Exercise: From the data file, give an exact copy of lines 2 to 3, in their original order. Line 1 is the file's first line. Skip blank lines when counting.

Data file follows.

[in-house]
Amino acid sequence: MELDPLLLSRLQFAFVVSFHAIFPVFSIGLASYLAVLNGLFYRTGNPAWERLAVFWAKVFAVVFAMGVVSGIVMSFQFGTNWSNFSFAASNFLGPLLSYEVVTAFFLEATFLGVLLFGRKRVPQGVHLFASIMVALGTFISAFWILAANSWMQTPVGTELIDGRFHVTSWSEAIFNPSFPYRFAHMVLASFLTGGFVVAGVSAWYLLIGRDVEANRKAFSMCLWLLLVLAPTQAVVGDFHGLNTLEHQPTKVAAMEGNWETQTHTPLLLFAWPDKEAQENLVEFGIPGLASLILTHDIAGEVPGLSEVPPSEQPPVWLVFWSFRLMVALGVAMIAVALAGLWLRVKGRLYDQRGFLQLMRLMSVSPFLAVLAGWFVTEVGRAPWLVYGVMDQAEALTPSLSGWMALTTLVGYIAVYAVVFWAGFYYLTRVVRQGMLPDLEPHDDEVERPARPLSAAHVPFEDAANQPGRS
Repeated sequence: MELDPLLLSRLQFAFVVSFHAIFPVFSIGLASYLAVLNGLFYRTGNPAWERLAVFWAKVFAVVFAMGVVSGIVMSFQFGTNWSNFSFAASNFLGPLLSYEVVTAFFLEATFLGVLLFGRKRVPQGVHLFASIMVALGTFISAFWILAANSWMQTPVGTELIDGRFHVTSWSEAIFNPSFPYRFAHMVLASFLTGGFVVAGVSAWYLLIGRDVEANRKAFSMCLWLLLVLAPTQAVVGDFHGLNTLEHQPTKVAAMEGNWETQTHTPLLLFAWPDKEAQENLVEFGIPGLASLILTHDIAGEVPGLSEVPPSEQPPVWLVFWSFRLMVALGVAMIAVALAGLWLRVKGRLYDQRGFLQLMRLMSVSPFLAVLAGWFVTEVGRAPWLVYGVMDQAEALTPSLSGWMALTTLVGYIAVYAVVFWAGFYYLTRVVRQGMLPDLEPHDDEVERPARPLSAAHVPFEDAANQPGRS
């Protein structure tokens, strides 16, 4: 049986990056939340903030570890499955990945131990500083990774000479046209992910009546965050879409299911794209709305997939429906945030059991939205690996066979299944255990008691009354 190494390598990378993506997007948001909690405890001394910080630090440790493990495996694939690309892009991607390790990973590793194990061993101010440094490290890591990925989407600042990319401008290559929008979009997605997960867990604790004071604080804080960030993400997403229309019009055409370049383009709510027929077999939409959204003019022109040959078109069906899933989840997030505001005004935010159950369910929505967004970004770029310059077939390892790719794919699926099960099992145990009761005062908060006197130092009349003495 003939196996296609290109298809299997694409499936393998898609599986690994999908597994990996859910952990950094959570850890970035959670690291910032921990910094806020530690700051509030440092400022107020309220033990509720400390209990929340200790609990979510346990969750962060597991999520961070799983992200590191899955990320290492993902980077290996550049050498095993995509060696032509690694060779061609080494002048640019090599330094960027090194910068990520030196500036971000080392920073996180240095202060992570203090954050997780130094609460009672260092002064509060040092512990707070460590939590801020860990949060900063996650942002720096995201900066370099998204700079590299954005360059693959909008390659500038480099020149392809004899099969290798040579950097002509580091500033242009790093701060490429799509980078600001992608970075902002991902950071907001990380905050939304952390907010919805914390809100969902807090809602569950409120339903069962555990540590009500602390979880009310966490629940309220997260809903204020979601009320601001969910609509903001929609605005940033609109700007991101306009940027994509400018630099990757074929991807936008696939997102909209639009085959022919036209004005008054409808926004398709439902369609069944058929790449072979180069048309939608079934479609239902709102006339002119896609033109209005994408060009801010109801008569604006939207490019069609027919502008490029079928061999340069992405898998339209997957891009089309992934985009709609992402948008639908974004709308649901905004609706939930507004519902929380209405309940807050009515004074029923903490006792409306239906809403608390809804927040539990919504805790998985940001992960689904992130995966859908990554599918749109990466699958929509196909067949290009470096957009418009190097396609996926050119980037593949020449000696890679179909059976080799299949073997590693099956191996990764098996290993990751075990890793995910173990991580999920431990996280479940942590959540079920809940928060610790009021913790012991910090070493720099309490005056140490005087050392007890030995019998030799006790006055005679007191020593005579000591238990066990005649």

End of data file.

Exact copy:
Amino acid sequence: MELDPLLLSRLQFAFVVSFHAIFPVFSIGLASYLAVLNGLFYRTGNPAWERLAVFWAKVFAVVFAMGVVSGIVMSFQFGTNWSNFSFAASNFLGPLLSYEVVTAFFLEATFLGVLLFGRKRVPQGVHLFASIMVALGTFISAFWILAANSWMQTPVGTELIDGRFHVTSWSEAIFNPSFPYRFAHMVLASFLTGGFVVAGVSAWYLLIGRDVEANRKAFSMCLWLLLVLAPTQAVVGDFHGLNTLEHQPTKVAAMEGNWETQTHTPLLLFAWPDKEAQENLVEFGIPGLASLILTHDIAGEVPGLSEVPPSEQPPVWLVFWSFRLMVALGVAMIAVALAGLWLRVKGRLYDQRGFLQLMRLMSVSPFLAVLAGWFVTEVGRAPWLVYGVMDQAEALTPSLSGWMALTTLVGYIAVYAVVFWAGFYYLTRVVRQGMLPDLEPHDDEVERPARPLSAAHVPFEDAANQPGRS
Repeated sequence: MELDPLLLSRLQFAFVVSFHAIFPVFSIGLASYLAVLNGLFYRTGNPAWERLAVFWAKVFAVVFAMGVVSGIVMSFQFGTNWSNFSFAASNFLGPLLSYEVVTAFFLEATFLGVLLFGRKRVPQGVHLFASIMVALGTFISAFWILAANSWMQTPVGTELIDGRFHVTSWSEAIFNPSFPYRFAHMVLASFLTGGFVVAGVSAWYLLIGRDVEANRKAFSMCLWLLLVLAPTQAVVGDFHGLNTLEHQPTKVAAMEGNWETQTHTPLLLFAWPDKEAQENLVEFGIPGLASLILTHDIAGEVPGLSEVPPSEQPPVWLVFWSFRLMVALGVAMIAVALAGLWLRVKGRLYDQRGFLQLMRLMSVSPFLAVLAGWFVTEVGRAPWLVYGVMDQAEALTPSLSGWMALTTLVGYIAVYAVVFWAGFYYLTRVVRQGMLPDLEPHDDEVERPARPLSAAHVPFEDAANQPGRS